Hooksett to Manchester schools: It's not overBy BENJAMIN KLEIN
Union Leader Correspondent
November 20. 2013 11:21PM
HOOKSETT — With negotiations for a new high school contract between Pinkerton Academy and Hooksett hitting difficulties, some Hooksett School Board members and Manchester Mayor Ted Gatsas are hoping a window of opportunity may have been created for Manchester.
"I believe we are currently the school of record for Hooksett, and we look forward to continuing our 100-year relationship," Gatsas said Wednesday. "We are full steam ahead (with improvements at West High School) and I think (the improvements are) a bigger story than what is going on with Pinkerton."
Hooksett officials had been hoping that Pinkerton would become the district's anchor school for its 600 high school students next school year. But Superintendent Charles Littlefield told board members Tuesday talks had hit a snag. He hopes to negotiate a contract with the Derry school for the 2015-2016 school year.
Manchester Assistant Superintendent David Ryan, who is also a Hooksett resident, attended the board meeting Tuesday night. Ryan told the board a concerted effort should be made to strengthen the Hooksett-Manchester relationship.
Hooksett School Board members David Pearl and John Lyscars said they were both impressed that Ryan had reached out.
"You can already feel the change in Manchester that both (Ryan) and (new superintendent) Dr. (Debra) Livingston are making, and that can only benefit Hooksett children. It's great to see communication lines between the districts are back up. It was a bold and brave step by (David Ryan). It was refreshing to see someone from the Manchester School District come out to Hooksett," Lyscars said.
Pearl, who said that he has never supported completely severing ties with Manchester, said that he thinks Hooksett should negotiate with Manchester on a new high school sending contract that would keep Manchester as a Hooksett school of record.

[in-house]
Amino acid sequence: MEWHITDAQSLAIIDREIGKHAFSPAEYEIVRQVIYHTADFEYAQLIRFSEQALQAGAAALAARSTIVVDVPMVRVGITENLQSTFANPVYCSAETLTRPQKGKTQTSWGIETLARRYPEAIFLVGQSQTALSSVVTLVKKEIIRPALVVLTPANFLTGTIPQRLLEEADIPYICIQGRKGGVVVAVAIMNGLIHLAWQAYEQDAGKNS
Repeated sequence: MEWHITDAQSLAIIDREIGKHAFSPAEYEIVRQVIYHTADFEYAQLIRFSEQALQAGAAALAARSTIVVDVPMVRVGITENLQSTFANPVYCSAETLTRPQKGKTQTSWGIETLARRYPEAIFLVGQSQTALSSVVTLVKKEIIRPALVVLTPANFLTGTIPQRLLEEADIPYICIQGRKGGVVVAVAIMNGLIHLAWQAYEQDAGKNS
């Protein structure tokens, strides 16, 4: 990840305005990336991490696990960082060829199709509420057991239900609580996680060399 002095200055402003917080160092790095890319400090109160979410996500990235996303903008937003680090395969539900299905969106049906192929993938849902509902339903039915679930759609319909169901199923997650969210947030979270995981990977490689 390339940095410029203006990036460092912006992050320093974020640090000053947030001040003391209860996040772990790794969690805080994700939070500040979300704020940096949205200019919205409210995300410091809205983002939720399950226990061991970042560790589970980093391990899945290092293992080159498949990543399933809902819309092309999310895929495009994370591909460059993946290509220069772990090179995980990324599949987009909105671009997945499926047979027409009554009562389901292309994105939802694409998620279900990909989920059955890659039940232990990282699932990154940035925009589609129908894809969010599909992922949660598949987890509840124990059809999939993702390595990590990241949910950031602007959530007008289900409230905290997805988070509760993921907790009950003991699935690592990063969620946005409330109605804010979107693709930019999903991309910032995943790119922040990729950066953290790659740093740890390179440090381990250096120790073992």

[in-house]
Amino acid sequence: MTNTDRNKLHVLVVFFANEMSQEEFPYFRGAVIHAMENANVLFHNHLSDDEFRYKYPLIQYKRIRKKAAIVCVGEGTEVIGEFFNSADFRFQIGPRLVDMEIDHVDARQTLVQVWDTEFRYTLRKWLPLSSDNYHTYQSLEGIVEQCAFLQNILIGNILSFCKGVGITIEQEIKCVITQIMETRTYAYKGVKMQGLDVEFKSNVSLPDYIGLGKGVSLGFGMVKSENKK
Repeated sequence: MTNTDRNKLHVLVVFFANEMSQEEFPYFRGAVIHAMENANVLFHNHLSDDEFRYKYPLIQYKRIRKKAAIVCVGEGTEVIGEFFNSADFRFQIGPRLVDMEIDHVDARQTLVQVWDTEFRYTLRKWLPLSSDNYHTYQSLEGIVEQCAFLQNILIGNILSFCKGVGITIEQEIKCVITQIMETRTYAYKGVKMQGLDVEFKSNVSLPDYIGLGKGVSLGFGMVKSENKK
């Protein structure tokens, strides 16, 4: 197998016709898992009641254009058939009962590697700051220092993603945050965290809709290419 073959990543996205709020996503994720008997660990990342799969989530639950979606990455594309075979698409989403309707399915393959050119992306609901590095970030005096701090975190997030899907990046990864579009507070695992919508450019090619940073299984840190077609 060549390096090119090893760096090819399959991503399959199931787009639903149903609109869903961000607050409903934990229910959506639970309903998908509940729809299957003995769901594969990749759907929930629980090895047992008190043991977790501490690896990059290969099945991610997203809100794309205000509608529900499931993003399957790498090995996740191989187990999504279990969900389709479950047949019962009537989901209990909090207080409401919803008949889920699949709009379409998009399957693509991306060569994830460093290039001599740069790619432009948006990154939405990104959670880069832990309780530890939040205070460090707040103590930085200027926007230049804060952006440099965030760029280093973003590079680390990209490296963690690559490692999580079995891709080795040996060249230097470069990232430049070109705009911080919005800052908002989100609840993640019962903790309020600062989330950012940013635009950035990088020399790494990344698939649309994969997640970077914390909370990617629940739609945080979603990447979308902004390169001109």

"There are still a lot of people who want their kids to go there," Pearl said.
Gatsas said that by putting in place a program at West that allows students to earn college credits, Manchester has already shown Hooksett parents that Manchester is serious about making improvements.
Hooksett board members Cheryl Akstin and Trisha Korkosz both expressed faith that Manchester will continue to serve Hooksett well as the district's school of record, but expressed disappointment that negotiations with Pinkerton stalled."We have had a long relationship with Manchester, and I expect that to remain," Korkosz said.
Hooksett and Manchester reached a settlement this summer, settling Hooksett's breach claim against Manchester and Manchester's injunction against Hooksett. The agreement terminated the district's sending contract four years early and netted Manchester $200,000 in payouts from Hooksett. A tuition agreement was reached that will allow Hooksett students to attend Manchester schools until 2018.
"I voted for the breach claim, but I always thought Manchester would be part of the picture. And as part of the settlement, we have to negotiate in good faith with Manchester by 2016 on a new contract anyway," Pearl said.
Resident Carrie Hyde agreed.
"I am not surprised (negotiations failed), because the school board was rushing, and they should have taken their time," she said of the talks with Pinkerton.
"We have two children in Central High School, and we are happy with the job Manchester is doing. I would like to see the Hooksett-Manchester relationship continue, but we also like the idea of giving parents choices — but Manchester should not be eliminated as a choice," Hyde said.
Littlefield told the board Tuesday that negotiations with Londonderry, Pembroke and Bow school officials are progressing well.